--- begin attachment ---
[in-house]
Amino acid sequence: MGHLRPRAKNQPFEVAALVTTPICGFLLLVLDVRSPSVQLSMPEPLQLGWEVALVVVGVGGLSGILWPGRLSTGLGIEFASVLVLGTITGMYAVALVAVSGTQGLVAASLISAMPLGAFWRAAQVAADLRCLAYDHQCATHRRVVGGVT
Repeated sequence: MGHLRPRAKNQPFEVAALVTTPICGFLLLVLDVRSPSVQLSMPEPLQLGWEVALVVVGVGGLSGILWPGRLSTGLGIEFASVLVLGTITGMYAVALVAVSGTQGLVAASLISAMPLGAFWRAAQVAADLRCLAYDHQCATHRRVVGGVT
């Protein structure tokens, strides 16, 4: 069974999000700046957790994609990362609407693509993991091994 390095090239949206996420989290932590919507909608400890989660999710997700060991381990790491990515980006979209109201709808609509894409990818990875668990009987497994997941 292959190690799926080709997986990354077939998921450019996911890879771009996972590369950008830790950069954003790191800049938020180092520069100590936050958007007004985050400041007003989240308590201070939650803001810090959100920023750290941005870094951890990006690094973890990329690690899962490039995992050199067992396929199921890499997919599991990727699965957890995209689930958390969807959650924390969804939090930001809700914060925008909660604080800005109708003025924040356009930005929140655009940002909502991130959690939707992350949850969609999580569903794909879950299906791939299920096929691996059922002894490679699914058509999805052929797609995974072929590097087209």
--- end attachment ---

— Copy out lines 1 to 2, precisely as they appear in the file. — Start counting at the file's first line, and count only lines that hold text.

[in-house]
Amino acid sequence: MGHLRPRAKNQPFEVAALVTTPICGFLLLVLDVRSPSVQLSMPEPLQLGWEVALVVVGVGGLSGILWPGRLSTGLGIEFASVLVLGTITGMYAVALVAVSGTQGLVAASLISAMPLGAFWRAAQVAADLRCLAYDHQCATHRRVVGGVT